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dc.contributor.advisorZavotka, Susan
dc.creatorDupuy, Laetitia
dc.date.accessioned2009-06-04T02:05:30Z
dc.date.available2009-06-04T02:05:30Z
dc.date.issued2009-06
dc.identifier.urihttp://hdl.handle.net/1811/37086
dc.description.abstractSurrealism, defined by founder Andre Breton in 1924, is pure psychic automatism used to express the true functioning of thought, free of any moral or aesthetic consideration. Although always comprising the unexpected, Surrealism has three measurable general conventions: a juxtaposition of unrelated objects, incongruous changes in scale, and the fetishism of bodies and objects. Surrealism’s potential in interior design has been largely unexplored. According to the Lawton model, behavior is a function of a person and an environment; hence, by using unusual surreal characteristics to radically change the environment, designers can effect a positive change in human behavior. It is therefore necessary to isolate the types of environment change that will yield positive behavior as well as the personality type that will respond well to those changes. To evaluate these questions, one hundred students at Ohio State University and Bowling Green University completed a survey in which they evaluated 30 surreal images (10 representative of the three characteristics) for how much they liked the image and how it made them feel. The results indicate that students preferred scale, then juxtaposition, and then fetishism. Of three available word groups to describe emotions, students most often selected the group of ‘happy, creative, and free’ to describe how they felt. Most students reported having a neutral or better experience with the images overall. Pursuant to these results, one interior space was developed in each of juxtaposition, scale, and fetish styles. These spaces were invested with social and political commentary, and the style thus became "Neosurrealism." In a second survey, students evaluated each space, and liked the scale space the most. They preferred neosurreal interior design in commercial contexts, and had an overall ‘happy’ and positive experience with the spaces.en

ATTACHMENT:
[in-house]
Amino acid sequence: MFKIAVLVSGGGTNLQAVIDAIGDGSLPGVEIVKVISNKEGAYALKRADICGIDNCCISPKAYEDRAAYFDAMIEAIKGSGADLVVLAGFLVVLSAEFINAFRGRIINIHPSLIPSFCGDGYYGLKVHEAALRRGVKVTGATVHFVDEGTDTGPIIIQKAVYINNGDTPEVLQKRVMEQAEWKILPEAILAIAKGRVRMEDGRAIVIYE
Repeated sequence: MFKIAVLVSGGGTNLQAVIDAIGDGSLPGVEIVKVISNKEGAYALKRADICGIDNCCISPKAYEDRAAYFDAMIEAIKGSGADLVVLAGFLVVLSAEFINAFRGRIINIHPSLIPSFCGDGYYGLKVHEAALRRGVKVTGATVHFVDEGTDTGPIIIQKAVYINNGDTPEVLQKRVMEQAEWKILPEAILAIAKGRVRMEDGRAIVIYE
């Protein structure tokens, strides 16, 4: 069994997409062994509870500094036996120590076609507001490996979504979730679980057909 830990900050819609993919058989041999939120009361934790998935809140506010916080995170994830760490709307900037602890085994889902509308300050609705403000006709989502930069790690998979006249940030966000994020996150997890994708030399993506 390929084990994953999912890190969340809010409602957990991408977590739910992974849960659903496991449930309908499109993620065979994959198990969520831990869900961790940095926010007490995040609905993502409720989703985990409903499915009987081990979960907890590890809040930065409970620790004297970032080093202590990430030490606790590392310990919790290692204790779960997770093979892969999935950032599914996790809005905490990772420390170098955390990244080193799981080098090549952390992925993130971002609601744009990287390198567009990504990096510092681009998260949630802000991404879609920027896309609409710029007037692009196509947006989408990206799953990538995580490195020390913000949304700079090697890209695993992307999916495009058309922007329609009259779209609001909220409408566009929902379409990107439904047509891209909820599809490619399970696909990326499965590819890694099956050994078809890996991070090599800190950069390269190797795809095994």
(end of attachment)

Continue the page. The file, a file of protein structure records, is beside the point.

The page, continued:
dc.language.isoen_USen
dc.publisherThe Ohio State Universityen
dc.relation.ispartofseriesThe Ohio State University. Department of Consumer Sciences Honors Theses; 2009en
dc.subjectinterior designen
dc.subjectSurrealismen
dc.subjectenvironment-behavior modelen
dc.titleNeosurreal Interior Designen
dc.typeThesisen
dc.description.embargoNo embargoen


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